HH: (chuckles) Yeah I’ve heard that from a few people. Yeah before the whole internet thing. Before people were comfortable going on line and finding something and putting down your credit card it was a lot more difficult. We used to hear that complaint from people a lot of times they were really overpaying for B side collections or best of records. Things that just weren’t available here in North America. Of course you can get anything nowadays.
MGM: Yeah the romance of record shopping is really gone now.
HH: There really is no mystique in any of it anymore.
MGM: One of the things I’ve always enjoyed about your sound is that the backup vocals are always so rich and amazing. Is there a formula that you follow when you are song writing to cause this effect?
HH: Yeah, you know you really have to write the songs – that has to be built into the song writing and arrangement. You can’t just do that to any song so they have to be structured harmonically to work that way, where you can have a big chorus and add in those backing vocals. We’ve done a lot of recording where that wasn’t the main focus and we weren’t really too interested in doing that – probably because we had already done it and spent a lot of time chasing that. Some of my favourite bands growing up – I always loved Queen, I loved Def Leppard – I love bands with big backing vocals and big singy choruses.
MGM: Anthem bands that’s what I call them! Love them!
HH: So I kind of developed my recording style based on those influences back in the day and still to this day it’s kind of a bit of a signature sound or part of what we do is that when the chorus comes there’s some big backing vocals.
MGM: Yeah man it makes everyone want to sing along and unifies us.
HH: Yeah those are the songs that translate well live like No Justice (mj –YES!). All the songs with big choruses and stuff like that and like I said we’ve always set out to write those types of songs. Whether we hit the mark or not is dependent on how well we did on that job. From my perspective there really is no point in trying to write something that is just out of reach of the general listening audience with regards to just not hitting the mark. I mean, there’s a reason why people like to sing along to songs and typically it’s like, you know, a great melody and some lyrics that kind of fit the mood and the vibe of what you are trying to do. So these days when we are writing songs we are conscious of our history and what people expect from Harem Scarem from a song writing perspective and a production aesthetic but the song writing process has not changed. We are still trying to write big choruses and songs that people can relate to and sing along with.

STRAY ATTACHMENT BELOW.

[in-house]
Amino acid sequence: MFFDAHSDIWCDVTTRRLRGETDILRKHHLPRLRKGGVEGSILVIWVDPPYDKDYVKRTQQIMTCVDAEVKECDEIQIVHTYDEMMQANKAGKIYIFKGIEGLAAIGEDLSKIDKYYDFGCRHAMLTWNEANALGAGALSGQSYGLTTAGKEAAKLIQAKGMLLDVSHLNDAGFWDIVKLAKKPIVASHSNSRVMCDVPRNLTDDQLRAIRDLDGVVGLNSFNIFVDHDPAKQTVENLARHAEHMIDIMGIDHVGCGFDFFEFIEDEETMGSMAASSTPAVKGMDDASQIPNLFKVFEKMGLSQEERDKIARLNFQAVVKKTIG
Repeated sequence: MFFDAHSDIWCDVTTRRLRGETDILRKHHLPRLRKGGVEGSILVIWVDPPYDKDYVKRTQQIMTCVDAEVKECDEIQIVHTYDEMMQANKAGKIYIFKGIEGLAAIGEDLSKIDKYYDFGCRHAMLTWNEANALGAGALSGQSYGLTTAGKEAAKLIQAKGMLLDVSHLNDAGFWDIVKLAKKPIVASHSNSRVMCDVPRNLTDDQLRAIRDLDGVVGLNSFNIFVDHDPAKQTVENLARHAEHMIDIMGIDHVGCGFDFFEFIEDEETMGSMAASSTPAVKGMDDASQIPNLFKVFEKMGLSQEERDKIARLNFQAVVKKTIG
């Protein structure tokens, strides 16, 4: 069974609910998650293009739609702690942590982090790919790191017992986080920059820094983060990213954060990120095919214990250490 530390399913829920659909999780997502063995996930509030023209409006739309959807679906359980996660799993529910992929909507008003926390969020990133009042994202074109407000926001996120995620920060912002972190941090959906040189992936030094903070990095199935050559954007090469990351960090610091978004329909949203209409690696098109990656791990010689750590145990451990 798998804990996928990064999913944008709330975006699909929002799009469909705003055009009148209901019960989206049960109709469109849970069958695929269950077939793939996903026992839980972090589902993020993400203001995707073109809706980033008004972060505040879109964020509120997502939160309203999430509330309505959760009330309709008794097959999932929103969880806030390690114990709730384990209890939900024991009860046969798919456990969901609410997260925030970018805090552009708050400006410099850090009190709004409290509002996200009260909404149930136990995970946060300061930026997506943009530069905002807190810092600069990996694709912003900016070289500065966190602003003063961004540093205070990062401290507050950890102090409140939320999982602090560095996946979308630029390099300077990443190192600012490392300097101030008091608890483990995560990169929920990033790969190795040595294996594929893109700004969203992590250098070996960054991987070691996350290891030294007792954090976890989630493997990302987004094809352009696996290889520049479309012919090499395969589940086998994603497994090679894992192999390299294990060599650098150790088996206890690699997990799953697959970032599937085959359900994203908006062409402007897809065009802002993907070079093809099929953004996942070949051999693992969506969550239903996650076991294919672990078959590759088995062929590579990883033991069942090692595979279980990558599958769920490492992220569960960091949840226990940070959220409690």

MGM: What is different about First Signal on this second album?
HH: Well that project is very unique for me because I’m not usually involved in projects where I am not involved in the song writing or production. So when I wasn’t doing Harem Scarem there for a few years, you know we’d taken a break and Frontier Records in Italy called me and asked me if I wanted to be a part of a rock project and I said yes and I did the first record like six or seven years ago and now here we are with record number 2. What it is, is basically a compilation of songs that are for AOR fans and it’s a style of song and singing and production that’s very specific to a certain kind of fan. Maybe its closest to what we were doing maybe on our first record but for me, stylistically being a “rock singer” I like doing this type of project because I am not writing anything like this anymore. Harem Scarem stuff has a very unique sound – at least it does to me these days after so many years of doing it and realizing what it is – and this is a little more straight ahead. A little more AOR rock and features me as a singer as opposed to songwriter and a producer as well. And I like it that way because if I was involved in all the other aspects of it – it would probably end up sounding like the other things that I’ve done. So this is just really a kind of refreshing approach for me just to be a singer on a project.
MGM: Myglobalmind is very lucky to have on staff the biggest Harry Hess fan of ever. His name is Chris Martin! He recently reviewed the new First Signal album and gave it 10/10 https://myglobalmind.com/2016/05/27/first-signal-one-step-line-review/
Chris has provided me with a question to ask and here it is.
CHRIS MARTIN QUESTION: What is the difference between writing and recording with Harem Scarem vs First Signal vs Solo?